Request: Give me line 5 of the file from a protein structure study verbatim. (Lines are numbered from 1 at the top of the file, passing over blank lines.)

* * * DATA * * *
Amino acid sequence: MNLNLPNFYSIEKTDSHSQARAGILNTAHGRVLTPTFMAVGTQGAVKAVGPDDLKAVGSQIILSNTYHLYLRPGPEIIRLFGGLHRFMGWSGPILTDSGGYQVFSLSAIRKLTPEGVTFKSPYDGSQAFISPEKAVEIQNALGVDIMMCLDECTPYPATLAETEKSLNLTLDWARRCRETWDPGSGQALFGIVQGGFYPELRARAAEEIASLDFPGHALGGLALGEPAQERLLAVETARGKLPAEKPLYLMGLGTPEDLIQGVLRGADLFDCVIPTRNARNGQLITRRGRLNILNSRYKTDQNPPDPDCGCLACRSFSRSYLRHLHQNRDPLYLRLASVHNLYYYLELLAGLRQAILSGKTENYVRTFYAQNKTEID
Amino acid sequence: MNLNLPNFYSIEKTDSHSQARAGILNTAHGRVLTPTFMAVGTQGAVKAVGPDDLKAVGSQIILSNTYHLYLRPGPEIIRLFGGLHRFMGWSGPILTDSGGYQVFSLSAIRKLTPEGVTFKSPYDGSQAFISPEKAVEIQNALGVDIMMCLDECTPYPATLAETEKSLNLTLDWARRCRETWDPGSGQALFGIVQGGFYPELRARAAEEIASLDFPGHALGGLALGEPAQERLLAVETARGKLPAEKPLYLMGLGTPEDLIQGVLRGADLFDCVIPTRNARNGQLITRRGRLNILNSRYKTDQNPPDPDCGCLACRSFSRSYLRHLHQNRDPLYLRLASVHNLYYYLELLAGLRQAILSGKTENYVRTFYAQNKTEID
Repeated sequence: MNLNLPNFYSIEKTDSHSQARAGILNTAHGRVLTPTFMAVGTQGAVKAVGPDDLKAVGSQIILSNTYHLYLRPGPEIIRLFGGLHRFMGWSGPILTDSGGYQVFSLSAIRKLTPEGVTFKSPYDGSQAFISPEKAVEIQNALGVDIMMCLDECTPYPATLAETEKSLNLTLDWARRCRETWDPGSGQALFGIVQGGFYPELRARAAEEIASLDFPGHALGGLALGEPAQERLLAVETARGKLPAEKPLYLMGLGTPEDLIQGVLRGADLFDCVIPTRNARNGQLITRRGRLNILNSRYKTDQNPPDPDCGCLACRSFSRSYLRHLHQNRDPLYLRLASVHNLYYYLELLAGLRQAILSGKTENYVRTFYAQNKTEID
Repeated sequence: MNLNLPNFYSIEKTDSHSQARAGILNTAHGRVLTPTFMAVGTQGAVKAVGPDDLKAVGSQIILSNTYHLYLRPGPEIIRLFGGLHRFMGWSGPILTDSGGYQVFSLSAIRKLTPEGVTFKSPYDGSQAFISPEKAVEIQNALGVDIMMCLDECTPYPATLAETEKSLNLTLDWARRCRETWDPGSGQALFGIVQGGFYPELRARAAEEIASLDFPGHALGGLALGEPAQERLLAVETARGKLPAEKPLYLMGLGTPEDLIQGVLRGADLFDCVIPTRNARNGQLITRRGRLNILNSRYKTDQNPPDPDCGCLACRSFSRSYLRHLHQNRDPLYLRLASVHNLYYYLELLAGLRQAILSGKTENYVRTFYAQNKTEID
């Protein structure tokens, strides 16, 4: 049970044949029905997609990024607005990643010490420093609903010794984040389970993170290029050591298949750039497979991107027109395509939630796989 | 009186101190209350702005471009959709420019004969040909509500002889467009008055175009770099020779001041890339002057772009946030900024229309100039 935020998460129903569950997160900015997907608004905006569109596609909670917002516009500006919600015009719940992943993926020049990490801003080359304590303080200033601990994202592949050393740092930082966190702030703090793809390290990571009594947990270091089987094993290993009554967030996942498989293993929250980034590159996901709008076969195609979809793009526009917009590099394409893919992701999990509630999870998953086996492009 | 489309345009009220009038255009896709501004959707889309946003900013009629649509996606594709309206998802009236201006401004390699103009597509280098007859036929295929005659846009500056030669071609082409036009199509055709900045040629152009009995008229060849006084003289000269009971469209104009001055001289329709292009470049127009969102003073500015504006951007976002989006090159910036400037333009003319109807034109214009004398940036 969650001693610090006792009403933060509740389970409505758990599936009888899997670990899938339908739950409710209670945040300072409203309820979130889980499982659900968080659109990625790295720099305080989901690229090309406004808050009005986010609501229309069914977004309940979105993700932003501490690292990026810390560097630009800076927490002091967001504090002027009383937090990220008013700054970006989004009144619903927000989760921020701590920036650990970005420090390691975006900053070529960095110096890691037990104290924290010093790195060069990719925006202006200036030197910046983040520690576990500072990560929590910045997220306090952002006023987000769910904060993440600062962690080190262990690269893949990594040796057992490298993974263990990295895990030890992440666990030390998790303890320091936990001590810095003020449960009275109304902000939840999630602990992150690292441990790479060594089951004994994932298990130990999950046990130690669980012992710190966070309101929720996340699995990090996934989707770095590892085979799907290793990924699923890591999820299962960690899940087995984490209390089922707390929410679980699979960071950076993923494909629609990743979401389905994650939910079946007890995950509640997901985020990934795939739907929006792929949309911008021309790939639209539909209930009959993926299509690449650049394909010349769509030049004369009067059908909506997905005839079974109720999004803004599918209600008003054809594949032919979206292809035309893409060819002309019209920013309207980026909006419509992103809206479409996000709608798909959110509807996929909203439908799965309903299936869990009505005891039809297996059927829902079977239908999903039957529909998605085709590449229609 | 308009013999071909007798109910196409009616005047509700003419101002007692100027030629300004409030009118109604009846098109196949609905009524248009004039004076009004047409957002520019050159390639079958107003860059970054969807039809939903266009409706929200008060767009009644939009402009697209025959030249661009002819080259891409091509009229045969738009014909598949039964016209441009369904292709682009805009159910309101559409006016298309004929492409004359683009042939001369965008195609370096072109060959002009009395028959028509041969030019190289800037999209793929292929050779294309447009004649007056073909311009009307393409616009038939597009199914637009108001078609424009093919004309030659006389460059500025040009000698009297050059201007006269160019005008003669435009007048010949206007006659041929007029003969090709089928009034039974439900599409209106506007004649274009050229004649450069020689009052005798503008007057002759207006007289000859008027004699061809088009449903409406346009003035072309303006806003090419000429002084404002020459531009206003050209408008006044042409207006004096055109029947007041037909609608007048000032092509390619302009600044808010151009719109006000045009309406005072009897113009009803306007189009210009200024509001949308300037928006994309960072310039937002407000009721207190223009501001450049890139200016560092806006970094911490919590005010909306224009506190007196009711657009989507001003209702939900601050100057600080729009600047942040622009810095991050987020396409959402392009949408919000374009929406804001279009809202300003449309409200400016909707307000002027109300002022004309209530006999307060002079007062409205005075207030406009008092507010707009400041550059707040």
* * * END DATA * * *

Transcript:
């Protein structure tokens, strides 16, 4: 049970044949029905997609990024607005990643010490420093609903010794984040389970993170290029050591298949750039497979991107027109395509939630796989 | 009186101190209350702005471009959709420019004969040909509500002889467009008055175009770099020779001041890339002057772009946030900024229309100039 935020998460129903569950997160900015997907608004905006569109596609909670917002516009500006919600015009719940992943993926020049990490801003080359304590303080200033601990994202592949050393740092930082966190702030703090793809390290990571009594947990270091089987094993290993009554967030996942498989293993929250980034590159996901709008076969195609979809793009526009917009590099394409893919992701999990509630999870998953086996492009 | 489309345009009220009038255009896709501004959707889309946003900013009629649509996606594709309206998802009236201006401004390699103009597509280098007859036929295929005659846009500056030669071609082409036009199509055709900045040629152009009995008229060849006084003289000269009971469209104009001055001289329709292009470049127009969102003073500015504006951007976002989006090159910036400037333009003319109807034109214009004398940036 969650001693610090006792009403933060509740389970409505758990599936009888899997670990899938339908739950409710209670945040300072409203309820979130889980499982659900968080659109990625790295720099305080989901690229090309406004808050009005986010609501229309069914977004309940979105993700932003501490690292990026810390560097630009800076927490002091967001504090002027009383937090990220008013700054970006989004009144619903927000989760921020701590920036650990970005420090390691975006900053070529960095110096890691037990104290924290010093790195060069990719925006202006200036030197910046983040520690576990500072990560929590910045997220306090952002006023987000769910904060993440600062962690080190262990690269893949990594040796057992490298993974263990990295895990030890992440666990030390998790303890320091936990001590810095003020449960009275109304902000939840999630602990992150690292441990790479060594089951004994994932298990130990999950046990130690669980012992710190966070309101929720996340699995990090996934989707770095590892085979799907290793990924699923890591999820299962960690899940087995984490209390089922707390929410679980699979960071950076993923494909629609990743979401389905994650939910079946007890995950509640997901985020990934795939739907929006792929949309911008021309790939639209539909209930009959993926299509690449650049394909010349769509030049004369009067059908909506997905005839079974109720999004803004599918209600008003054809594949032919979206292809035309893409060819002309019209920013309207980026909006419509992103809206479409996000709608798909959110509807996929909203439908799965309903299936869990009505005891039809297996059927829902079977239908999903039957529909998605085709590449229609 | 308009013999071909007798109910196409009616005047509700003419101002007692100027030629300004409030009118109604009846098109196949609905009524248009004039004076009004047409957002520019050159390639079958107003860059970054969807039809939903266009409706929200008060767009009644939009402009697209025959030249661009002819080259891409091509009229045969738009014909598949039964016209441009369904292709682009805009159910309101559409006016298309004929492409004359683009042939001369965008195609370096072109060959002009009395028959028509041969030019190289800037999209793929292929050779294309447009004649007056073909311009009307393409616009038939597009199914637009108001078609424009093919004309030659006389460059500025040009000698009297050059201007006269160019005008003669435009007048010949206007006659041929007029003969090709089928009034039974439900599409209106506007004649274009050229004649450069020689009052005798503008007057002759207006007289000859008027004699061809088009449903409406346009003035072309303006806003090419000429002084404002020459531009206003050209408008006044042409207006004096055109029947007041037909609608007048000032092509390619302009600044808010151009719109006000045009309406005072009897113009009803306007189009210009200024509001949308300037928006994309960072310039937002407000009721207190223009501001450049890139200016560092806006970094911490919590005010909306224009506190007196009711657009989507001003209702939900601050100057600080729009600047942040622009810095991050987020396409959402392009949408919000374009929406804001279009809202300003449309409200400016909707307000002027109300002022004309209530006999307060002079007062409205005075207030406009008092507010707009400041550059707040």